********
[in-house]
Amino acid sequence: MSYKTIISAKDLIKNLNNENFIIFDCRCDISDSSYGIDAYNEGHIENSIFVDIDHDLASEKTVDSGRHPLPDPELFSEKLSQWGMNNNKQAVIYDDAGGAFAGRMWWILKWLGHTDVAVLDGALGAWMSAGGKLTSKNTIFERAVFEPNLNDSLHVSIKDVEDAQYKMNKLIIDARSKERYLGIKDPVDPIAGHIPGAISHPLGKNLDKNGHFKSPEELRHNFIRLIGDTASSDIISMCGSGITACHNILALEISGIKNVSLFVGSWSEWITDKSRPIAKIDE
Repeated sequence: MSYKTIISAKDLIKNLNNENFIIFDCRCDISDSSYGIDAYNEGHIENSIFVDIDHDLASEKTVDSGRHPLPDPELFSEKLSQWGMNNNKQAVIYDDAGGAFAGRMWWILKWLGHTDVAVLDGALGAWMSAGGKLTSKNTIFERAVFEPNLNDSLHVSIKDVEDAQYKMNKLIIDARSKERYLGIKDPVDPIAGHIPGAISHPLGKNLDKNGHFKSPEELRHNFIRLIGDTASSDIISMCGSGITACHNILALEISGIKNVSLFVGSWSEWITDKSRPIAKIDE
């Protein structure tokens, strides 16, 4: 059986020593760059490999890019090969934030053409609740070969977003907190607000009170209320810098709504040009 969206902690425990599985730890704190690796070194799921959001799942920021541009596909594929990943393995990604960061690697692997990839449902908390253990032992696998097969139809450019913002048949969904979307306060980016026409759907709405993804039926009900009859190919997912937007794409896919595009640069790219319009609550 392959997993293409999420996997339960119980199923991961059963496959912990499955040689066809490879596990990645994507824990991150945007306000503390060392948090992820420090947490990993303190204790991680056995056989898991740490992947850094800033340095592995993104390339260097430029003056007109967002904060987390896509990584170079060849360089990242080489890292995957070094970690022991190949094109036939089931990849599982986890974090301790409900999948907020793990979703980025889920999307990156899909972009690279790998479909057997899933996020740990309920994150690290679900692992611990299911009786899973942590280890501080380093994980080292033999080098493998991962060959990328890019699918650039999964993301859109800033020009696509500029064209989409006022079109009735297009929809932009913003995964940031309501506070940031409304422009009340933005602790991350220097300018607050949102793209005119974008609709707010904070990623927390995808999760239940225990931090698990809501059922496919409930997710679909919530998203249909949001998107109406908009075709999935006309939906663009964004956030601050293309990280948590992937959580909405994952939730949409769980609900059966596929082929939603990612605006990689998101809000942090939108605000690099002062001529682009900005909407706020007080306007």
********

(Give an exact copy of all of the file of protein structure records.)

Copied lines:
[in-house]
Amino acid sequence: MSYKTIISAKDLIKNLNNENFIIFDCRCDISDSSYGIDAYNEGHIENSIFVDIDHDLASEKTVDSGRHPLPDPELFSEKLSQWGMNNNKQAVIYDDAGGAFAGRMWWILKWLGHTDVAVLDGALGAWMSAGGKLTSKNTIFERAVFEPNLNDSLHVSIKDVEDAQYKMNKLIIDARSKERYLGIKDPVDPIAGHIPGAISHPLGKNLDKNGHFKSPEELRHNFIRLIGDTASSDIISMCGSGITACHNILALEISGIKNVSLFVGSWSEWITDKSRPIAKIDE
Repeated sequence: MSYKTIISAKDLIKNLNNENFIIFDCRCDISDSSYGIDAYNEGHIENSIFVDIDHDLASEKTVDSGRHPLPDPELFSEKLSQWGMNNNKQAVIYDDAGGAFAGRMWWILKWLGHTDVAVLDGALGAWMSAGGKLTSKNTIFERAVFEPNLNDSLHVSIKDVEDAQYKMNKLIIDARSKERYLGIKDPVDPIAGHIPGAISHPLGKNLDKNGHFKSPEELRHNFIRLIGDTASSDIISMCGSGITACHNILALEISGIKNVSLFVGSWSEWITDKSRPIAKIDE
């Protein structure tokens, strides 16, 4: 059986020593760059490999890019090969934030053409609740070969977003907190607000009170209320810098709504040009 969206902690425990599985730890704190690796070194799921959001799942920021541009596909594929990943393995990604960061690697692997990839449902908390253990032992696998097969139809450019913002048949969904979307306060980016026409759907709405993804039926009900009859190919997912937007794409896919595009640069790219319009609550 392959997993293409999420996997339960119980199923991961059963496959912990499955040689066809490879596990990645994507824990991150945007306000503390060392948090992820420090947490990993303190204790991680056995056989898991740490992947850094800033340095592995993104390339260097430029003056007109967002904060987390896509990584170079060849360089990242080489890292995957070094970690022991190949094109036939089931990849599982986890974090301790409900999948907020793990979703980025889920999307990156899909972009690279790998479909057997899933996020740990309920994150690290679900692992611990299911009786899973942590280890501080380093994980080292033999080098493998991962060959990328890019699918650039999964993301859109800033020009696509500029064209989409006022079109009735297009929809932009913003995964940031309501506070940031409304422009009340933005602790991350220097300018607050949102793209005119974008609709707010904070990623927390995808999760239940225990931090698990809501059922496919409930997710679909919530998203249909949001998107109406908009075709999935006309939906663009964004956030601050293309990280948590992937959580909405994952939730949409769980609900059966596929082929939603990612605006990689998101809000942090939108605000690099002062001529682009900005909407706020007080306007």